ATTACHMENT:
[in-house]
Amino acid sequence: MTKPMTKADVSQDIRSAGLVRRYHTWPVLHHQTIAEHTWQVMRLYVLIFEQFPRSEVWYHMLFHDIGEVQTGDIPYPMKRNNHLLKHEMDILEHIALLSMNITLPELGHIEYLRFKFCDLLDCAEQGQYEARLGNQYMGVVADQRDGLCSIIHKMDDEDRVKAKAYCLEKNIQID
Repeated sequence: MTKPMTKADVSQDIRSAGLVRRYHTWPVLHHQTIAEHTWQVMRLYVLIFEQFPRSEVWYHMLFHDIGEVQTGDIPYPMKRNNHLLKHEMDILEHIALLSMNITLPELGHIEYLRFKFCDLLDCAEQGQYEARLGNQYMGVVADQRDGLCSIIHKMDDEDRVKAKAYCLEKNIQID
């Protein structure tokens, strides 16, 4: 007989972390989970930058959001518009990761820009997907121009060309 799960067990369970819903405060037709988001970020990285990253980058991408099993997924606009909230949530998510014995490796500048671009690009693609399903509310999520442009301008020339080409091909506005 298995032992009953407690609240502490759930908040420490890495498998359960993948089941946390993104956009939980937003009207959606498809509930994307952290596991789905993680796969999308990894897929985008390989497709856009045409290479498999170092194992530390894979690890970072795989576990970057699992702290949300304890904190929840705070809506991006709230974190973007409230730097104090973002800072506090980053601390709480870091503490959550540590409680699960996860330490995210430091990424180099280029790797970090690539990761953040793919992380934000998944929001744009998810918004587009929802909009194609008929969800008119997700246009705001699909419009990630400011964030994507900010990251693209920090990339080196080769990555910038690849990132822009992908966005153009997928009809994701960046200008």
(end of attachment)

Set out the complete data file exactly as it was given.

[in-house]
Amino acid sequence: MTKPMTKADVSQDIRSAGLVRRYHTWPVLHHQTIAEHTWQVMRLYVLIFEQFPRSEVWYHMLFHDIGEVQTGDIPYPMKRNNHLLKHEMDILEHIALLSMNITLPELGHIEYLRFKFCDLLDCAEQGQYEARLGNQYMGVVADQRDGLCSIIHKMDDEDRVKAKAYCLEKNIQID
Repeated sequence: MTKPMTKADVSQDIRSAGLVRRYHTWPVLHHQTIAEHTWQVMRLYVLIFEQFPRSEVWYHMLFHDIGEVQTGDIPYPMKRNNHLLKHEMDILEHIALLSMNITLPELGHIEYLRFKFCDLLDCAEQGQYEARLGNQYMGVVADQRDGLCSIIHKMDDEDRVKAKAYCLEKNIQID
């Protein structure tokens, strides 16, 4: 007989972390989970930058959001518009990761820009997907121009060309 799960067990369970819903405060037709988001970020990285990253980058991408099993997924606009909230949530998510014995490796500048671009690009693609399903509310999520442009301008020339080409091909506005 298995032992009953407690609240502490759930908040420490890495498998359960993948089941946390993104956009939980937003009207959606498809509930994307952290596991789905993680796969999308990894897929985008390989497709856009045409290479498999170092194992530390894979690890970072795989576990970057699992702290949300304890904190929840705070809506991006709230974190973007409230730097104090973002800072506090980053601390709480870091503490959550540590409680699960996860330490995210430091990424180099280029790797970090690539990761953040793919992380934000998944929001744009998810918004587009929802909009194609008929969800008119997700246009705001699909419009990630400011964030994507900010990251693209920090990339080196080769990555910038690849990132822009992908966005153009997928009809994701960046200008």